The above, coupled with the 99%+ certainty of the NS’s hand continuation to 4 spades would then suggest that when they do, would West want his partner to bid 5 hearts, possibly taking a phantom save, over what could be a down 4 spades.

Of such decisions the game of high-level bridge determines its winners when contested by very good players. Sure enough, since East is void in spades, he would likely take the bait to 5 hearts, which, because of the good play of Ziggy would have produced a profitable sacrifice (not sure whether this was an IMP or matchpoint game), but who, among us, could predict all of that?

Also, at the table, there may have been some confusion as to what suits East was showing with his 2NT intervention, making West’s choice more problematical.

You are certainly correct when you suggest that NS may make a mistake and bid on to 5 spades when pressured, but we will never know that answer, only that 5 hearts doubled down 2 would only gain matchpoints or IMPs to those like Marcinski who played 4 spades to best advantage.

As you accurately state, 5 hearts doubled down 2, -500 is the par result on this hand, but only when the players play at a very high level. No doubt, this concerns itself with the luck element and to repeat my opening remark, as long as my partnership guaranteed hearts as one of the suits shown by my partner’s bid, I would have ventured 4 hearts with West’s hand at his 2nd turn.

What then would have happened later is anyone’s guess, except for one thing, no one would have been interested in writing this hand up, while playing either 5 hearts doubled by EW or 5 spades, down at least 1 by NS since Ziggy, for sure, would likely have not reported it.

Bobby WolffAugust 8th, 2013 at 2:11 pm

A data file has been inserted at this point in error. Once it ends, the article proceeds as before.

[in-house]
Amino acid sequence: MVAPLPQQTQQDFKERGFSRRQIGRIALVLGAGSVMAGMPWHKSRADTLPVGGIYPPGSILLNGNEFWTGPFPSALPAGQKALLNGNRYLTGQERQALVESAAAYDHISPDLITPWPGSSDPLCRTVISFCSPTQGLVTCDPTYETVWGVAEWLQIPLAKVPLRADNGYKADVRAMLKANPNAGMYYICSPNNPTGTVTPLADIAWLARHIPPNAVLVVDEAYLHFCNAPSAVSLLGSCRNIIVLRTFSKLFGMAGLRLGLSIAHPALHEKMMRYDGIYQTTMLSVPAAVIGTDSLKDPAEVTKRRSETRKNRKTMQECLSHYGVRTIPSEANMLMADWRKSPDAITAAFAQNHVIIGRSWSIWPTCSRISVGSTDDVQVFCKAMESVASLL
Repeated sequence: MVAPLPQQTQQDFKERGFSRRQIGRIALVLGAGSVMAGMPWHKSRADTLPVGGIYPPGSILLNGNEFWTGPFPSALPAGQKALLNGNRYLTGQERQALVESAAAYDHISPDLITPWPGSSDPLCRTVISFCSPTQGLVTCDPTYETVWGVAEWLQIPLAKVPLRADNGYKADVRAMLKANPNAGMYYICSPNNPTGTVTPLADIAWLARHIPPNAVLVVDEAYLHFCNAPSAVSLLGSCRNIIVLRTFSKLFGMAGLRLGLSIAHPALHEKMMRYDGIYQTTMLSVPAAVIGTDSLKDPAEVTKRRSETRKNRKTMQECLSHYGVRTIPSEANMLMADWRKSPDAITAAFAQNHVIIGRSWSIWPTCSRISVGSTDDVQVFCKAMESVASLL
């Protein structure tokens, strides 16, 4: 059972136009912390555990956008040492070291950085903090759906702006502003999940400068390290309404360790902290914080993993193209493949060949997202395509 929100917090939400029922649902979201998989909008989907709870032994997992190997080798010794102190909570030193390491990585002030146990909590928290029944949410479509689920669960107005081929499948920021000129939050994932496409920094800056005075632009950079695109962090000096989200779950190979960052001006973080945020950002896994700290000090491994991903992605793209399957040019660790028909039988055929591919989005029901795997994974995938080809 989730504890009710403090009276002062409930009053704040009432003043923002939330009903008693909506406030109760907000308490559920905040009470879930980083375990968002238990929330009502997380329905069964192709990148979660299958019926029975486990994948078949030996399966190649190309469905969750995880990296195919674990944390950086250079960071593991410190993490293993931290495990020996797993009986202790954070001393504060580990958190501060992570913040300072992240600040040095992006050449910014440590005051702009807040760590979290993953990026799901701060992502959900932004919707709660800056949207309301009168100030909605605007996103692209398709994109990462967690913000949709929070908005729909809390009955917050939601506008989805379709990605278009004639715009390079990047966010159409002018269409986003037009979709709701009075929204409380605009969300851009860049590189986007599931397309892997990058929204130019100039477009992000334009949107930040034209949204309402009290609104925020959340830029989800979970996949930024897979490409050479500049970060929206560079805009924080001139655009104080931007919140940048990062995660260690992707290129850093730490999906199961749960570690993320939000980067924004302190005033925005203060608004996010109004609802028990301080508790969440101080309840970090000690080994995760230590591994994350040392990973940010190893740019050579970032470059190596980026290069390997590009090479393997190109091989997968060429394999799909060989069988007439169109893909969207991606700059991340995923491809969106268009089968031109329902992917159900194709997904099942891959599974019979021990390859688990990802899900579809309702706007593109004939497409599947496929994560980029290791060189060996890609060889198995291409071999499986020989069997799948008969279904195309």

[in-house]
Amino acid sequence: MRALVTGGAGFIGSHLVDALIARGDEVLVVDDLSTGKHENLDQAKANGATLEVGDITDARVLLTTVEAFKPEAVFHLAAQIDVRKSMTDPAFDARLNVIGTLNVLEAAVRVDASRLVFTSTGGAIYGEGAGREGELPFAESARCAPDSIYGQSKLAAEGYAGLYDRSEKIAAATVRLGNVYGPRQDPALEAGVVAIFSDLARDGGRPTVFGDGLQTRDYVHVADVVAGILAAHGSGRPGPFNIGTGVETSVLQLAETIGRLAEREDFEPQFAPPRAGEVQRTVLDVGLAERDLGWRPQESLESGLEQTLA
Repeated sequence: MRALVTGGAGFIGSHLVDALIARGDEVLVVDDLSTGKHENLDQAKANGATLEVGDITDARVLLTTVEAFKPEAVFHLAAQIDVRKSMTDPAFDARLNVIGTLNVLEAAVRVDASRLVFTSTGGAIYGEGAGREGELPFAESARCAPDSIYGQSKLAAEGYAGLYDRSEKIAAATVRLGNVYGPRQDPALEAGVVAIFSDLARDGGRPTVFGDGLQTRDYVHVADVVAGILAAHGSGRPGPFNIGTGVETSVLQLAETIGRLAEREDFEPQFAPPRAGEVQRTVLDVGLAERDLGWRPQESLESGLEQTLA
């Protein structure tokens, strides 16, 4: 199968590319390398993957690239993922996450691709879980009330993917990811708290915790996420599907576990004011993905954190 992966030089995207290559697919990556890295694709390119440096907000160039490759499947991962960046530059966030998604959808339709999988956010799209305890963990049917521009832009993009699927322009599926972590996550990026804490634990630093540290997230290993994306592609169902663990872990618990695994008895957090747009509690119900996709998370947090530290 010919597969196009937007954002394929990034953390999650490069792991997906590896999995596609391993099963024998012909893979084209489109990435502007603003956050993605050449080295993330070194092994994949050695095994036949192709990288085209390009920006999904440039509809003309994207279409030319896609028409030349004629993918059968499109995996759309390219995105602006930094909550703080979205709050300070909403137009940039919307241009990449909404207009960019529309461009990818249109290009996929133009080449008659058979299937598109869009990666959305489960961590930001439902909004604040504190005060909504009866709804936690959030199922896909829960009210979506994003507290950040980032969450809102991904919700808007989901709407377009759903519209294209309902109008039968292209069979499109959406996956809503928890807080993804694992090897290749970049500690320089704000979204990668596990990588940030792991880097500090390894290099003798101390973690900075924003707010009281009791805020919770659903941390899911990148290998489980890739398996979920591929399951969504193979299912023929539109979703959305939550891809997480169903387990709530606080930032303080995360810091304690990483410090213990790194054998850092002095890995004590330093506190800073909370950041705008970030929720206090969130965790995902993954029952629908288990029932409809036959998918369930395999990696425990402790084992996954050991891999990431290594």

Hi Iain,

No doubt, different partnerships play different type conventions, so I’ll just assume that, on this hand and after passing an unusual NT bid (becoming unusual, of course, after East’s 1st pass) would certainly show a 2 suiter and possibly (with a firm understanding) that East would have 1st doubled the Drury 2 club bid, if clubs would have been one of his 2 suits, therefore restricting his hand to the red suits.

Granted, that this type of reasoning is often misunderstood by the partners during the bidding, but nevertheless it is all we have to go on, and if so, West could have bid hearts, but for whatever reason did not.

In these days of improved bridge bidding, every aspiring new partnership must at least discuss what unusual sounding bids should show, and to not do so, is both negligent and foolhardy, not to mention costly in both reputation and result.

Yes, West could double 3 clubs, but by doing so, I do not think that effort will get his 5 card heart suit into play, and possibly because of the confusion caused, is the main reason hearts never were bid in this auction.

Oh well, we cannot police the whole bridge world and get them to bone up on their respective partnerships.

Our report was that East’s 2NT showed a major and a minor and if so, West could have bid hearts, but did not.

Iain ClimieAugust 8th, 2013 at 2:47 pm

Thanks for this, Bobby, and point taken about the need for partnership work, especially given a range of mix-ups last night. Top billing goes to a hand where I opened 1D, pard bid 1N (6 to 9), I bid 2N on Ax Axxx AQ10xx K10 (2H may be better) and partner bid 3C. I placed him with (say) Qx Jxx xx QJ9xxx or similar, so toyed with 3N but passed – and was very, very wrong. I know 2 over 1 shouldn’t be shaded too. Much but K9x xx None AJ8xxxxx was a bit overly bent I felt! 3C making 7 failed to trouble the scorers unduly. Any ideas on a sane sequence here, especially as 2N from me wasn’t ideal either – 2452 with empty majors is perhaps more suited for suit than NT.